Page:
Public Transport in South Africa: What Needs to Change?

Published on: 27 April 2015

Since 1990, South Africa’s public transport system has repeatedly come under fire for a lack of commuter infrastructure. While there are a handful of gaps within our existing transport system, the necessary building blocks do exist. However, to reach the goal of a more efficient and reliable transport system, a significant change needs to take place.

With more than 15 million people who rely on public transport on a daily basis, South Africa is in need of a viable and sustainable transportation network. Large volumes of commuters are widely dependant on public transport; while a portion of middle-class citizens own their own vehicles. Despite a mix of rail, vehicle, motorcycle, bus and minibus taxi transport options, commuters still face a number of health and safety concerns. According to the South African National Taxi Council (SANTACO), there are approximately 14 million people who make use of minibus taxis for their daily commute, accounting for 60 to 70% of South Africa’s workforce. The recorded minibus taxi death rate is 27 deaths per 10 000 vehicles - this statistic is three-times higher than vehicle accidents, which is recorded at nine deaths per 10 000.

In comparison to minibus taxi transportation, there are a number of South African commuters that rely on the Metrorail. Although highly successful in its heyday, the railway system has been criticised for its inefficiency and crime.

Those who opt to make use of buses are often subjected to strikes, breakdowns and delays – many individuals are of the opinion that this renders the system unreliable.

Alternatively, those who opt to use their own vehicles are faced with challenges like traffic delays, accidents or roadblocks. Due to the high statistics of daily collisions on South African roads, vehicle owners are faced with the absolute necessity of taking out car insurance. Not only does vehicle insurance protect the asset, it also ensures that drivers are able to avoid or minimise legal penalty in the event of an accident.

Gauteng boasts the Gautrain system, which has proved to be a success amongst many commuters. However, as the cost of living rapidly increases, it may soon be necessary to re-look at the system’s prices.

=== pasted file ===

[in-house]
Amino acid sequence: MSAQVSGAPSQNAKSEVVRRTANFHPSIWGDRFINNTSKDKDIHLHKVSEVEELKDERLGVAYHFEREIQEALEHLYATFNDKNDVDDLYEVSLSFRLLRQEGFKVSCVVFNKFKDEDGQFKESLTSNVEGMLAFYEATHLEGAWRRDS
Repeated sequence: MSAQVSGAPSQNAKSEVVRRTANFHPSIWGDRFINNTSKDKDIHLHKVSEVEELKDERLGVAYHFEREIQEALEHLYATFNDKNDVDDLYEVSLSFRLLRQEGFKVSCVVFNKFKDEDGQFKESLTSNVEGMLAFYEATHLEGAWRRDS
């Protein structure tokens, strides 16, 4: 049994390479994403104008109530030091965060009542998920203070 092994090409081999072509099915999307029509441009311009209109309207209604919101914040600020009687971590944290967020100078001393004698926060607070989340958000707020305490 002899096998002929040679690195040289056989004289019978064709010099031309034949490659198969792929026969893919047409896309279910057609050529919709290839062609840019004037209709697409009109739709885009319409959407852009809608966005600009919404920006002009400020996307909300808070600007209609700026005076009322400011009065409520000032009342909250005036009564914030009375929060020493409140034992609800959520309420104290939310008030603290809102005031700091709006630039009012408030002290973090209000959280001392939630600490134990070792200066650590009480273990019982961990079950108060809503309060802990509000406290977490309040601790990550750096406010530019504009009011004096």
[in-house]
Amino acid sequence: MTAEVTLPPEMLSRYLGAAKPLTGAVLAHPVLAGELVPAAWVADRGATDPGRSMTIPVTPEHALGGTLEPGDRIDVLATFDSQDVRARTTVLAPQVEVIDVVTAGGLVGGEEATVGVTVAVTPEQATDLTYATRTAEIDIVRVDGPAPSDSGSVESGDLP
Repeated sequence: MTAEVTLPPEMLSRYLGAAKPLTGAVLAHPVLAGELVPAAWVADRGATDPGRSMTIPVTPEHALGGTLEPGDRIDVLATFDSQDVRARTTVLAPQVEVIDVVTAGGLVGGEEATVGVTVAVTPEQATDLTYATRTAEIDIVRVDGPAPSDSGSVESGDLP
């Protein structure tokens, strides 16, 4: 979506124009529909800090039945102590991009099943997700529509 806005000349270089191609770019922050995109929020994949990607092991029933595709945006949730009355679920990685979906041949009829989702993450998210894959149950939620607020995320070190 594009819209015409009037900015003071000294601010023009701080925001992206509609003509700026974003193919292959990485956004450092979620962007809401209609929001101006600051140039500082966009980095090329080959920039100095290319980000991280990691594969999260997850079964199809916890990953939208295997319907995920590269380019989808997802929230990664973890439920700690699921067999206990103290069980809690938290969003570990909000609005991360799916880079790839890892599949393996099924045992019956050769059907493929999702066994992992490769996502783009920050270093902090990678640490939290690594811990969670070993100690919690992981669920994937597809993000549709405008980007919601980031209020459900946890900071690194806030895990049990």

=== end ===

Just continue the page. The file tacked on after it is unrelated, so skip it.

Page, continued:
Numerous upgrades to freeways across the country will, once completed, result in a more efficient flow of traffic and freight movement. Despite these improvements, the systems upon which commuters predominately rely are not receiving the type of attention and funding that they need. By 2020, the South African government predicts that more than 85 percent of the population in our cities will be living within a kilometre of a transport network. For this to occur, a concentrated budget needs to be allocated to numerous transport platforms to ensure that improvement and efficiency plans can be carried out.  

Whichever public transport solution South African commuters opt to use, there is a significant concern regarding safety and efficiency. The handful of public transportation options that are available to commuters are, unfortunately, limited by their respective gaps in infrastructure and security. In an attempt to bring about change within the sector, the collective South African government should aim to work towards achieving a safe, reliable and affordable public transport system.

Until the necessary changes are made, South African commuters will need to rely on the existing platforms of transport. With this in mind, always be aware of your surroundings, keep an eye on your personal belongings, and if you happen to drive your car to and from work every day, be sure to invest in a reliable car insurance policy. Contact MiWay today for a complete insurance quote.

Want to find out more about the gap between the public transport system and the automobile industry? Click here.